In this Criminal case, the defendant moves to dismiss the superior court information in this matter pursuant to section 210.20 of the Criminal Procedure Law on the ground that the information charges an offense other than the one for which he was held by the Long Beach City Court for action of the grand jury.
This matter was previously the subject of consideration by this Court in relation to a motion to amend the superior court information. In its decision on the former motion this Court expressed the view that under the provisions of the recent amendment to the New York State Constitution a person may only waive indictment and consent to be prosecuted by superior court information in relation to the charge in the local criminal court for which that person was held for grand jury action.
This precise issue, however, could not be decided on the previous motion and it required this motion to dismiss to place the question squarely before the Court.
It is undisputed that the defendant herein was charged in the local court with grand larceny in the third degree and that he was held for grand jury action in relation to that charge. The superior court information, however, does not charge that offense but, rather, charges grand larceny in the second degree, manifestly, a higher degree of the crime of larceny.
The District Attorney, in opposing this motion, does not dispute the validity of the court’s position in its previous decison. court’s position in its previous decision. terms of the legislative enactments which implemented the constitutional amendment the waiver of indictment and the superior court information ‘may include any offense for which the defendant was held for action of a grand jury and any offense of offenses properly joinable therewith’ pursuant to sections 200.20 and 200.40 of the Criminal Procedure Law.
As was previously pointed out by this Court on the former motion, serious doubt exists concerning the validity of the statutes permitting the inclusion of joinable offenses in view of the narrow scope of the constitutional provision pertaining to waiver of indictment.
Indeed, in view of the plain and precise language of the constitutional amendment it may even be argued that the implementing statutes, at least in relation to the waiver of an indictment, may have been unnecessary since the constitutional provisions would appear to be self-executing.
It is not required to reach those questions in the case at bar, however, since the short answer to the District Attorney’s contention is that grand larceny in the second degree has not been joined with anything either in the waiver of indictment or the superior court information in this matter; rather, it has been substituted for the offense for which the defendant was held by the Long Beach Court.
In any event, under the facts of this case grand larceny in the second degree would not be an offense properly joinable with grand larceny in the third degree. The felony complaint in the Long Beach City Court charges the defendant with committing the offense of grand larceny in the third degree by stealing currency in excess of $200.00 and checks in excess of $80.00.
As may be noted the property stolen consists of cash and checks and little doubt can exist that the value of such items is readily ascertainable. Since the felony complaint did not charge grand larceny second degree, it is evident that the charge relates to cash and checks less that $1,500.00 in amount.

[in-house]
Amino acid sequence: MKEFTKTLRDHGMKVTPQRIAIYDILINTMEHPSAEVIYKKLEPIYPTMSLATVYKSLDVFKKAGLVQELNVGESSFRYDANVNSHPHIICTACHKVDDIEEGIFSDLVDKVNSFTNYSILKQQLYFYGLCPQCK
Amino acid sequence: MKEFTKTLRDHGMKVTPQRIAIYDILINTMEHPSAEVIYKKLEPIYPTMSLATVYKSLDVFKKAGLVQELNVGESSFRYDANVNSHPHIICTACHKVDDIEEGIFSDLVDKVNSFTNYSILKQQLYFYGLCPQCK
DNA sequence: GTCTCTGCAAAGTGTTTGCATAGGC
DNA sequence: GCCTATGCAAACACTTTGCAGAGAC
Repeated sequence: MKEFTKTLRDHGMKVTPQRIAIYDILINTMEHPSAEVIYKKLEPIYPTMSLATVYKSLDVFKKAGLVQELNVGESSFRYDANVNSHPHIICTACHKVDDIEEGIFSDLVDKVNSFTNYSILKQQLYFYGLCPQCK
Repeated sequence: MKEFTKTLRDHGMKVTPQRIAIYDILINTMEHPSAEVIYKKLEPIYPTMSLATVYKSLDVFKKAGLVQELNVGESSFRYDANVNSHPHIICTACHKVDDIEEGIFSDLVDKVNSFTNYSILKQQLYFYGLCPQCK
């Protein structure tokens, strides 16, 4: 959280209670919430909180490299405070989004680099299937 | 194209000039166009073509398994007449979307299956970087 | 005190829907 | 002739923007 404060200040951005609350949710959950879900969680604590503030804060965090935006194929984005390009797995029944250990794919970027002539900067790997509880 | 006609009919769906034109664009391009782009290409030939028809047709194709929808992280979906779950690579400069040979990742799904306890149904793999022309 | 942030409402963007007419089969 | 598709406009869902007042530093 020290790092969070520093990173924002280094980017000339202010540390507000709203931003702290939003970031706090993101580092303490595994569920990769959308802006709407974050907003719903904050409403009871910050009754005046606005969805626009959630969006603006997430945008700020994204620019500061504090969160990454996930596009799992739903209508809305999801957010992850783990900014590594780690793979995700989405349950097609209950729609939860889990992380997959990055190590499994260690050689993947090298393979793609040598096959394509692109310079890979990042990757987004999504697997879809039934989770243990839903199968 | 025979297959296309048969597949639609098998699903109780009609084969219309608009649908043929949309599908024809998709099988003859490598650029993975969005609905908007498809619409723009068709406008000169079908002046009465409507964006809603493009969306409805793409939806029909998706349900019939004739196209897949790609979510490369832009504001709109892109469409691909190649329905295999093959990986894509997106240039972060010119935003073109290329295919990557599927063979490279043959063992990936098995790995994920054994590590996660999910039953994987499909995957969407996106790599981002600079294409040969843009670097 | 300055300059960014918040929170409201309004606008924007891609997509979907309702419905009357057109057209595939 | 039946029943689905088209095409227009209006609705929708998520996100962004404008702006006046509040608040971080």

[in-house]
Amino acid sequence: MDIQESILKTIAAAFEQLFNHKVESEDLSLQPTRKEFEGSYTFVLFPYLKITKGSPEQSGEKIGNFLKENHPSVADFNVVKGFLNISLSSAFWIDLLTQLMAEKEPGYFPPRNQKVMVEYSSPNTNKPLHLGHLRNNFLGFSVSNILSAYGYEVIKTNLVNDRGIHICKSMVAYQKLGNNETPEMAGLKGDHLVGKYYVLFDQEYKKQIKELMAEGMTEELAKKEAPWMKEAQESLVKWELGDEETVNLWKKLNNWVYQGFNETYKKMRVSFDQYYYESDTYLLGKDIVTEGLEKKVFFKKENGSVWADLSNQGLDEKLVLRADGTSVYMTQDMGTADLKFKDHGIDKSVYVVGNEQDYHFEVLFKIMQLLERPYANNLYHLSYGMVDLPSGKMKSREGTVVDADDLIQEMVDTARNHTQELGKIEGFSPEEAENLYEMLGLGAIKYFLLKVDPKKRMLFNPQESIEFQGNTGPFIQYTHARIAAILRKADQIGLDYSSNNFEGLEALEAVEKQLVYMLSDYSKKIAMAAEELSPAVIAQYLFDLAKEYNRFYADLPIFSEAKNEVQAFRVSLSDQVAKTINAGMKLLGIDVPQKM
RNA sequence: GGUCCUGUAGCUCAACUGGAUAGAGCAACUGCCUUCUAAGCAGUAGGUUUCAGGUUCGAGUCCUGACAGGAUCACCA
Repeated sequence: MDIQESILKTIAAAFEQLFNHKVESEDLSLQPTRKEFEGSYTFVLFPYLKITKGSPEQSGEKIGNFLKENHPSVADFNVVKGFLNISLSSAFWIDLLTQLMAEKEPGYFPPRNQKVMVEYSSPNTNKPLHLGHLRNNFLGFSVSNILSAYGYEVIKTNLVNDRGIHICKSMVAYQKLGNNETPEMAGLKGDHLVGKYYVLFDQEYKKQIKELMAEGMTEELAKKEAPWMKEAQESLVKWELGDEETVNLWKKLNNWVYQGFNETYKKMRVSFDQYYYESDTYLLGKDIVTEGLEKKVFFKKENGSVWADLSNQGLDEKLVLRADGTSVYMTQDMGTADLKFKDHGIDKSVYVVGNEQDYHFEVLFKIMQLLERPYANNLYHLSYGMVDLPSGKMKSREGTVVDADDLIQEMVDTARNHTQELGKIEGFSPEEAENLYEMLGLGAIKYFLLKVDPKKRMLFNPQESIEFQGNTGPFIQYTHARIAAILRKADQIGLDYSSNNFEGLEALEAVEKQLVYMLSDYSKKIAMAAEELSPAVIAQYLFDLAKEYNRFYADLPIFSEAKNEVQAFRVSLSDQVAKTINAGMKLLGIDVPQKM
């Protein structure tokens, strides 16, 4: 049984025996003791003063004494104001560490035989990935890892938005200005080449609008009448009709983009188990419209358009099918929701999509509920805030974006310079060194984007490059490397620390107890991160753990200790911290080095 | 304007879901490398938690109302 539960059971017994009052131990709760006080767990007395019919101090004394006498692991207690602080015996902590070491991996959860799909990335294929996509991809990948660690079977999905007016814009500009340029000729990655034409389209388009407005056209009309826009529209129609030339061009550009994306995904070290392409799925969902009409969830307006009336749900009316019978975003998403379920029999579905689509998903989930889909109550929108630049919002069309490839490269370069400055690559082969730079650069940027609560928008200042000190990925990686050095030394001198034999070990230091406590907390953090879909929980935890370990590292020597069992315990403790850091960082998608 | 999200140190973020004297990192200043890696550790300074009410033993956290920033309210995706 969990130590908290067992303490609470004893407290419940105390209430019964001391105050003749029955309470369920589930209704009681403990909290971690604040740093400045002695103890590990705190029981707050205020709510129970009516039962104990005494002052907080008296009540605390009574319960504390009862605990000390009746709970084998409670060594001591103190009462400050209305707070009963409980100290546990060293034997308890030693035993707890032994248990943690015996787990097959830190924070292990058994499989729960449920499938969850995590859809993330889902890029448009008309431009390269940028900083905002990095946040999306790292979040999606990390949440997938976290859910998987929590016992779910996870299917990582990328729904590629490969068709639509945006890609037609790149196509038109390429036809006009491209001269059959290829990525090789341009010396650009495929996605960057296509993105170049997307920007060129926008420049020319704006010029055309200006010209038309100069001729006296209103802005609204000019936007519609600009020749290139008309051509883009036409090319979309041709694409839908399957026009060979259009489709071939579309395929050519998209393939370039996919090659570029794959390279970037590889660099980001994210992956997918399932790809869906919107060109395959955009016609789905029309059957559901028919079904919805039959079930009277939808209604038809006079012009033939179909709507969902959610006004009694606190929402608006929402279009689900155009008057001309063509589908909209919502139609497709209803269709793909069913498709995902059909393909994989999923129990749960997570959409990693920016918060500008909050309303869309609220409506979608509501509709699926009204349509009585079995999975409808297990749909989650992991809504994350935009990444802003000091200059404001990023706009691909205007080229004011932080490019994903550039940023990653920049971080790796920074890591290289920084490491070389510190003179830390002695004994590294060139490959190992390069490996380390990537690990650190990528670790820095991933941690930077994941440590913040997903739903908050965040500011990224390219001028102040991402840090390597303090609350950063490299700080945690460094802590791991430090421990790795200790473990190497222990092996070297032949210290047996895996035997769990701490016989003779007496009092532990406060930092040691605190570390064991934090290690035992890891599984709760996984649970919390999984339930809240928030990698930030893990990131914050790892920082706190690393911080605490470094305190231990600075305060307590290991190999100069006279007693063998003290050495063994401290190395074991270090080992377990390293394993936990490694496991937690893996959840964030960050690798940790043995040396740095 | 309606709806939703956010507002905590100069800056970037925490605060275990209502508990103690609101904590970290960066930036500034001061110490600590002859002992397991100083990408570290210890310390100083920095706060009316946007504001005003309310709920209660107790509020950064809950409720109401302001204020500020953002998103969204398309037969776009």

Thus the single act of stealing property over $250.00 but less than $1,500.00 in value constitutes the offense charged.
The statute relating to joinable offenses (CPL 200.20) provides that two offenses are joinable when they are based upon the same act. Under the statute, however, even if based upon the same act, there must be two offenses in order that they may be joinable.
‘An ‘offense’ is committed whenever any conduct is performed which violates a statutory provision defining an offense; and when the same conduct or criminal transaction violates two or more such statutory provisions each such violation constitutes a separate and distinct offense. ‘
Under the facts of this case it would be evident that the defendant’s act of stealing less than $1,500.00 did not violate another statutory provision, such as grand larceny in the second degree, and thus such higher degree of larceny did not constitute an additional separate and distinct offense which could be joined with the offense charged in the felony complaint.
Indeed, as alluded to above, the crime for which the defendant could consent to be prosecuted was not even included in the waiver of indictment or superior court information.
It is the conclusion of this Court, therefore, that the defendant is being prosecuted by superior court information for an offense not constitutionally permissible. Moreover, as previously pointed out by this Court unless expressly authorized by the constitution a defendant may not waive his right to be prosecuted by indictment and any such purported waiver is jurisdictionally defective. The only waiver permitted by the recent constitutional amendment is in relation to the offense for which the defendant was held in the Long Beach City Court for grand jury action, namely, grand larceny in the third degree and no such valid waiver exists in this matter.
For the foregoing reasons and for the reasons previously expressed by this Court the superior court information is dismissed and it is so ORDERED.
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